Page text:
Catherine MacLellan hopes to make depression 'kind of normal'
Singer-songwriter open about battle she and famous late father Gene have had with mental illness
It was a simple text message, but it hit P.E.I. singer-songwriter Catherine MacLellan hard.
"Thinking of you today."
Four words that pushed MacLellan to speak openly for the first time about her own battle with depression.
The text came on the morning of the 20th anniversary of her father Gene's suicide.
He didn't die of suicide, he died of mental illness.- Catherine MacLellan on her father Gene
His own musical legacy is significant, from writing Snowbird to Put Your Hand in the Hand to his Juno Award for best songwriter in 1971.
He hanged himself on Jan. 19, 1995 in Summerside, P.E.I.
On the anniversary of that tragic day, instead of penning a song, MacLellan took to her blog, writing about her own struggle with depression, the need to take the conversation public and to make sure people know there's help available.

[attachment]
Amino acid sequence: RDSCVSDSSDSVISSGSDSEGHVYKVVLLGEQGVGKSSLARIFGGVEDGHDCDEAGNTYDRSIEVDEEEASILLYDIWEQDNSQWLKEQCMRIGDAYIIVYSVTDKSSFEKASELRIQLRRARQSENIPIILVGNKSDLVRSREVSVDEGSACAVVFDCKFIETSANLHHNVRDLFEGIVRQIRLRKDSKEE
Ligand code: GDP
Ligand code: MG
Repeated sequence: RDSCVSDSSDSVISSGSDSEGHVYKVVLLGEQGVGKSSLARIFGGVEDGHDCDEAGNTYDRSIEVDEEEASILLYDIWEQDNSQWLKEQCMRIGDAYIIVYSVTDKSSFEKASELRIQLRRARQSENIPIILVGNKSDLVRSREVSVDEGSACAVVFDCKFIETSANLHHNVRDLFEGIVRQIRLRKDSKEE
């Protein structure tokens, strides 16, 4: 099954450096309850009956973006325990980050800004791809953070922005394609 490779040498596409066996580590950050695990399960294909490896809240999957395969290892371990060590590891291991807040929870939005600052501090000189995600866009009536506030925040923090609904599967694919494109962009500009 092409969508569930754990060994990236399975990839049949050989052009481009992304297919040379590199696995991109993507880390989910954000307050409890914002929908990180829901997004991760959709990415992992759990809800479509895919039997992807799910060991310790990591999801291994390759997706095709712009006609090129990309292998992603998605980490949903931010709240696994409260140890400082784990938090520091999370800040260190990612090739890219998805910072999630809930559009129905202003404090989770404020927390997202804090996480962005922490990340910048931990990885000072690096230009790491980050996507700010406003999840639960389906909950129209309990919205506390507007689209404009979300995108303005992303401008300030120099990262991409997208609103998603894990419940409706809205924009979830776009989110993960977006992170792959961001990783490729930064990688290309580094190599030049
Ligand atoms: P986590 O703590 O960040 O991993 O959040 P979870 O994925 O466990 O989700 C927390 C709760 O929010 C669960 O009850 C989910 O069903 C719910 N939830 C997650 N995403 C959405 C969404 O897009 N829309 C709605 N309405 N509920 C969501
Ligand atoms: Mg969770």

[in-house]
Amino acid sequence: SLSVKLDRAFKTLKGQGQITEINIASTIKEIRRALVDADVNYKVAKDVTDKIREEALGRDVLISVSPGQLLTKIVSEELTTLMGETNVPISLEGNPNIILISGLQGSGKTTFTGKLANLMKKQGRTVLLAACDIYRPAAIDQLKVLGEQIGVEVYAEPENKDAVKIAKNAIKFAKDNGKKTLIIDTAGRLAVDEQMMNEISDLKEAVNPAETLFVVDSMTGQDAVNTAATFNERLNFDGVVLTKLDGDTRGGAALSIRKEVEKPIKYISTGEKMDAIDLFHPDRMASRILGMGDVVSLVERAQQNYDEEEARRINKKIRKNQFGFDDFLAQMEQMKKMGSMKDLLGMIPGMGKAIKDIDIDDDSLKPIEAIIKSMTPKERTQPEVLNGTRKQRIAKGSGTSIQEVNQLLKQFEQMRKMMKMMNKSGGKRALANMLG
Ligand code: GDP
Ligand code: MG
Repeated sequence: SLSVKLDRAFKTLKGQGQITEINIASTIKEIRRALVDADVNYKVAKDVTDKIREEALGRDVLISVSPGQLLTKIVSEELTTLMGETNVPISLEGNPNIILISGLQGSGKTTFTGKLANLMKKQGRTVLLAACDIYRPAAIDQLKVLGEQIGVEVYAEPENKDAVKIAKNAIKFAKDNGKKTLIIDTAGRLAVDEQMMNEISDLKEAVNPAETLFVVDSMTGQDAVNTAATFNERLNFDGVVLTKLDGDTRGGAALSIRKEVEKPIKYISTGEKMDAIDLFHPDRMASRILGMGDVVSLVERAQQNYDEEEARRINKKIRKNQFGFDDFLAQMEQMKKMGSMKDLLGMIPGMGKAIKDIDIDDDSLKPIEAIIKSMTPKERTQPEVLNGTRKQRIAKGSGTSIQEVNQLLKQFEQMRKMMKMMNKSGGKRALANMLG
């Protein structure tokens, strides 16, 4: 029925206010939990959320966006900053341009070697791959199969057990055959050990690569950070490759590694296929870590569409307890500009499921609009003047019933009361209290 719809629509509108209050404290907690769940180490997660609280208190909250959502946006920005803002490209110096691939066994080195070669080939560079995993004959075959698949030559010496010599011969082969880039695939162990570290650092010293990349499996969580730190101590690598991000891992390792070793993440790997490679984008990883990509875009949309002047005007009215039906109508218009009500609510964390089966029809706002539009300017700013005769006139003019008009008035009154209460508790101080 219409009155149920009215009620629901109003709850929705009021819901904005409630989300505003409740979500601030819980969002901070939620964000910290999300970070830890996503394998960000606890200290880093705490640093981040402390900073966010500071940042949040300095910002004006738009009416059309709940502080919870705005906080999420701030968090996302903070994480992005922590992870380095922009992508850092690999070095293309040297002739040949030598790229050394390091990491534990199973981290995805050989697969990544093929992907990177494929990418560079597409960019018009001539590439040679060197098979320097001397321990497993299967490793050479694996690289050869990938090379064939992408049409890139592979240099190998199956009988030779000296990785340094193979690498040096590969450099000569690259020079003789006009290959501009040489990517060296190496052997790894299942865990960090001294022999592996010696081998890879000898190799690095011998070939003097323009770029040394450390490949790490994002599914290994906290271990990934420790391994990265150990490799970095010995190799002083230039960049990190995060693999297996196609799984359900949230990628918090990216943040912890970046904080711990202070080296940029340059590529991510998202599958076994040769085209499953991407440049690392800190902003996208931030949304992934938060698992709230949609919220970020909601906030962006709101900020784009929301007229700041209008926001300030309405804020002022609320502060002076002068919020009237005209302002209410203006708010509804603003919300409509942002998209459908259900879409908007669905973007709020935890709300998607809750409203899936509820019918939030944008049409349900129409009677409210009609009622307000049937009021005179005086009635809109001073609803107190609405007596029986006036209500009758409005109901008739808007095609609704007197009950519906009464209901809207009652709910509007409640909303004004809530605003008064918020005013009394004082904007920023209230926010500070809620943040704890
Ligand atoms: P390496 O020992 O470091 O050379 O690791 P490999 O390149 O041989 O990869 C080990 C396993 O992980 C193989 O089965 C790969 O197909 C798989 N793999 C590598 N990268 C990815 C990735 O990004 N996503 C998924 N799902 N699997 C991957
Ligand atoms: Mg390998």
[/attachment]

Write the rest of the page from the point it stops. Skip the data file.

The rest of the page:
"He didn't die of suicide, he died of mental illness. And that is something that still hurts. It's not an anger issue anymore. I'm not angry at him, I just hope that he's at peace."
MacLellan says people almost expect artists have some sort of mental illness.
"I feel as an artist I'm allowed to be crazy, and I'm allowed to be depressed or a little manic."
"You're not allowed to have those ups and downs. You're supposed to be straight ahead all the time, and I think that's really unrealistic."
MacLellan says her journey has been a long one; in fact, the full 20 years since her father took his life.
Over the last few years, MacLellan has talked to many professionals who have helped her.
"One of the things that I realized that I hadn't dealt with was allowing myself not to grieve. Not for him but for myself and the loss of those innocent years that got clouded in grief."
As for overwhelming reaction the blog post? "It's huge and it means so much to me. Not only do we get to talk about it, and make it kind of normal, because it is. It is a normal thing that people go through," said MacLellan.
"It also made me feel not alone in it and I think that's really important."